It’s not a secret that pseudo-historian David Barton has no use for the academy. Barton clearly prefers to play like he’s a historian and self-publish his amateur (and heavily politicized) opinions in tract form rather than bother with the whole peer-review process typical in real scholarship. But Barton’s scorn is not limited to college professors — occasionally he slips up and lets his contempt for classroom teachers show.
On Wallbuilders’ Live Internet radio show last Tuesday (April 13), Barton closed his program with a vicious attack on the teachers who participated on the teams that developed draft revisions of social studies curriculum standards for Texas public schools. The Texas State Board of Education essentially shredded those drafts in January and March, making scores of changes without input from classroom teachers or even scholars in the social sciences. You can listen to the full clip here, but here’s a taste of what Barton had to say:
“It was classroom teachers who said let’s take out the Liberty Bell.
It was classroom teachers who said let’s teach global citizenship.
It was classroom teachers who said, oh, let’s don’t do Douglas McArthur and General Patton, Nathan Hale.
It was classroom teachers. Now if you think, ah, well it’s just wacky New York City teachers that are liberal left and San Francisco. No, we’re talking about Texas, from a very conservative state. And if you think your kids are not getting indoctrinated in the classroom, just look to a conservative state like Texas and look what we had to fight out of our classroom teachers…
Even a conservative teacher doesn’t necessarily mean that they have a right view of history. I mean these are the teachers that wanted, they went through and removed free market out of every mention in the standards. They didn’t want free market in there…
I’m just telling you folks, you just can’t assume that what your teachers are is not indoctrinating your kids.”
This is pure distortion and right-wing paranoia. In Barton’s bizarre, confused rendering, a cabal of radical classroom teachers conspired to corrupt American history, forcing the state board to step in and restore accuracy.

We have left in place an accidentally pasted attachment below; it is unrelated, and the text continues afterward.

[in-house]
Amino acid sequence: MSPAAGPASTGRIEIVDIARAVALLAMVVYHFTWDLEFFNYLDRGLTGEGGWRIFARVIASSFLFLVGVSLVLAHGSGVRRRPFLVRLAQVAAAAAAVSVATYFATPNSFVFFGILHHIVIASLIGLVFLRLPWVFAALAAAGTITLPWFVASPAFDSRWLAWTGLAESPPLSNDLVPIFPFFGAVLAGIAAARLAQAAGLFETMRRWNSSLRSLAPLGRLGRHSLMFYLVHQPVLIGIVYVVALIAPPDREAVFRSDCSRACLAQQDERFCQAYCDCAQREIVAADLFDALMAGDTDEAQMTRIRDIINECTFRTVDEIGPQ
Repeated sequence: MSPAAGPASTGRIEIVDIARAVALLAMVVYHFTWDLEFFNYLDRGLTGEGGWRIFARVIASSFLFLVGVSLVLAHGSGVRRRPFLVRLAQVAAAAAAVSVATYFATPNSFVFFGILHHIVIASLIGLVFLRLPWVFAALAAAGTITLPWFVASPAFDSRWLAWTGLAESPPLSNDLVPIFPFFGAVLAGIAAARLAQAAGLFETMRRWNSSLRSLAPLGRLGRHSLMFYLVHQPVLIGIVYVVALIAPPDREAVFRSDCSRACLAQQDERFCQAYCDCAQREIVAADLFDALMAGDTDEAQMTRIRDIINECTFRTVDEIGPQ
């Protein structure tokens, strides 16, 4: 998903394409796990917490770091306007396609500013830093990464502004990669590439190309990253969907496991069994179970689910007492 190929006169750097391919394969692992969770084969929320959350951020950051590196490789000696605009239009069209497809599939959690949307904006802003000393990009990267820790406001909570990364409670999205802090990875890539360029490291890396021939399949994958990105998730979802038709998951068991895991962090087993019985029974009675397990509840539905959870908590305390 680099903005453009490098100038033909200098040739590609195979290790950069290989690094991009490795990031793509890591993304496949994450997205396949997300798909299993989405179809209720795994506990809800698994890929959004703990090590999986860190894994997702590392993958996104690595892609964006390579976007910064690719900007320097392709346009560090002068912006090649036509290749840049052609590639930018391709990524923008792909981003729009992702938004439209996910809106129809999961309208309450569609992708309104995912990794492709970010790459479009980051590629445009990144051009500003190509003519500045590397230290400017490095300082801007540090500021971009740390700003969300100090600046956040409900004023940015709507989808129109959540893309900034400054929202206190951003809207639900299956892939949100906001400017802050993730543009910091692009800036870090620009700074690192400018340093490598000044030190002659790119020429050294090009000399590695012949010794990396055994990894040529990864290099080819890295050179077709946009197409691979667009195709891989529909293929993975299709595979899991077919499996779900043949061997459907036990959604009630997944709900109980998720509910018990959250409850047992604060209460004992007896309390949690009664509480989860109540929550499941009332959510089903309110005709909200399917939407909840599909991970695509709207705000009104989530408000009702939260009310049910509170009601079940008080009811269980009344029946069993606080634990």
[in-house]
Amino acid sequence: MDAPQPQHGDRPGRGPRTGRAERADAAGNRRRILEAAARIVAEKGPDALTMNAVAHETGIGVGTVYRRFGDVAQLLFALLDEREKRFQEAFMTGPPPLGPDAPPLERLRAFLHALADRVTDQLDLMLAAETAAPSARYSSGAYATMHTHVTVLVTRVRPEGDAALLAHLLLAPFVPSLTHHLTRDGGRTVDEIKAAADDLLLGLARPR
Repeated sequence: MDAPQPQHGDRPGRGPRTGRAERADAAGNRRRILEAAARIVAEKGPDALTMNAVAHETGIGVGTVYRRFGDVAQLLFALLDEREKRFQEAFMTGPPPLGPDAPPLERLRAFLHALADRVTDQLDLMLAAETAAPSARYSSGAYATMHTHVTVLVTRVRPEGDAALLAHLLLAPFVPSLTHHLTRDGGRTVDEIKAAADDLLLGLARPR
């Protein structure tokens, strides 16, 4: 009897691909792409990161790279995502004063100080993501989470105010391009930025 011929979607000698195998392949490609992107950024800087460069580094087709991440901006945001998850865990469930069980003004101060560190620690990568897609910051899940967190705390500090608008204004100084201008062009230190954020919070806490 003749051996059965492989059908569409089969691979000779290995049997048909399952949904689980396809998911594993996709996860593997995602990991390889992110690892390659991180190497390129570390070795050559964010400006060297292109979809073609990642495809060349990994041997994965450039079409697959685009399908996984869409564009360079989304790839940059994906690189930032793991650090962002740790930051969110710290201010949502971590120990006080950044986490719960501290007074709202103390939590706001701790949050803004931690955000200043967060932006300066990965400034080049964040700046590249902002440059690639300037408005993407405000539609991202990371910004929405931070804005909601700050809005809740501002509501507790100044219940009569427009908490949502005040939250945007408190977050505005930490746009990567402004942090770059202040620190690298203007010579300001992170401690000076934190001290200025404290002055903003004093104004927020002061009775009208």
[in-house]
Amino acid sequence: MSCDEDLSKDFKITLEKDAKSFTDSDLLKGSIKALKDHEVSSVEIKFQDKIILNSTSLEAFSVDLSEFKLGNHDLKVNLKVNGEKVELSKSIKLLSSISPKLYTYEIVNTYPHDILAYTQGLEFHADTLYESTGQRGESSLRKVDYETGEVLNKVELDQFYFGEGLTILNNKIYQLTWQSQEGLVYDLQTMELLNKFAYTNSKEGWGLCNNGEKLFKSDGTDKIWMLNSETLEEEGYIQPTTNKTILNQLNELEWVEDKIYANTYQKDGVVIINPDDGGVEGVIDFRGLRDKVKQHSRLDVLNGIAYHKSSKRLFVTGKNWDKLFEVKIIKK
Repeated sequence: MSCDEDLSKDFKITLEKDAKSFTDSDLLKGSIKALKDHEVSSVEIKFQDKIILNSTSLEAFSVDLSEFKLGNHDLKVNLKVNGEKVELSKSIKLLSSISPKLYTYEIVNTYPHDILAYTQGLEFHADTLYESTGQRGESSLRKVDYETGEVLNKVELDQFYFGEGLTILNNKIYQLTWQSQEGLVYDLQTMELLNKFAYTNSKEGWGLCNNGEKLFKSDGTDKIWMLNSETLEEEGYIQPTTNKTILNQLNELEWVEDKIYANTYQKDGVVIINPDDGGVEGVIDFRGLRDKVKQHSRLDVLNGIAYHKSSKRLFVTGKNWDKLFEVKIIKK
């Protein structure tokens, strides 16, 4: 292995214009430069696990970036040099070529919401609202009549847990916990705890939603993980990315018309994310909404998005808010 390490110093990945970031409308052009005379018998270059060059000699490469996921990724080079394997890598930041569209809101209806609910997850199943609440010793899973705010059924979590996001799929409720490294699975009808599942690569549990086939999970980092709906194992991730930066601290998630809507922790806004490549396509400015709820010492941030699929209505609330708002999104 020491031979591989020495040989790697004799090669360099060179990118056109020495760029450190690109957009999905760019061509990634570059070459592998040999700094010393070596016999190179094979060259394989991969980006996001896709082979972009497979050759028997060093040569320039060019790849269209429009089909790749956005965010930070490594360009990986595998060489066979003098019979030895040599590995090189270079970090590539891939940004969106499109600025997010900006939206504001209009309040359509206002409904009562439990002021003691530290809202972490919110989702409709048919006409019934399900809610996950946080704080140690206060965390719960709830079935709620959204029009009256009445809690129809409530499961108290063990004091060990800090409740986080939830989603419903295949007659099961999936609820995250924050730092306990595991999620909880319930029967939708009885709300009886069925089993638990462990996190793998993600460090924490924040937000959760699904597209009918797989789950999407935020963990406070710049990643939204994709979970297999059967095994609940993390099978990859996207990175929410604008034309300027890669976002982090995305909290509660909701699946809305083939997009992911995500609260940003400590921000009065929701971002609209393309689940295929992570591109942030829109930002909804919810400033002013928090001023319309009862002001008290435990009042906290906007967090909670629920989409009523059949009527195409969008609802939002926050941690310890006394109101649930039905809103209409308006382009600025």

His whole diatribe wasn’t just an insulting attack on teachers. It was also a carefully calibrated lie designed to discredit the entire curriuclum process and excuse efforts by far-right members of the State Board of Education to twist the curriculum standards into a tool for promoting their own political agendas.
And how distorted was Barton’s attack? He didn’t tell his listeners, for example, that curriculum writers moved a reference to Nathan Hale from first grade to fifth grade, where they thought discussions about Hale’s heroic deeds and his subsequent execution by hanging might be more age-appropriate. Curriculum writers also included requirements that students learn about important customs, patriotic symbols, and celebrations in America, but they didn’t include a laundry list of every possible example. So Barton absurdly suggested to his listeners that teachers were trying to “censor” such examples. And while curriculum writers did include a benign reference to “citizenship in a global society” (as in: we all share the same, interconnected world), references to American citizenship — and the rights and responsibilities of that citizenship — remained through the standards. Yet Barton bizarrely suggests that Texas teachers want to undermine the loyalty of their students to their own nation.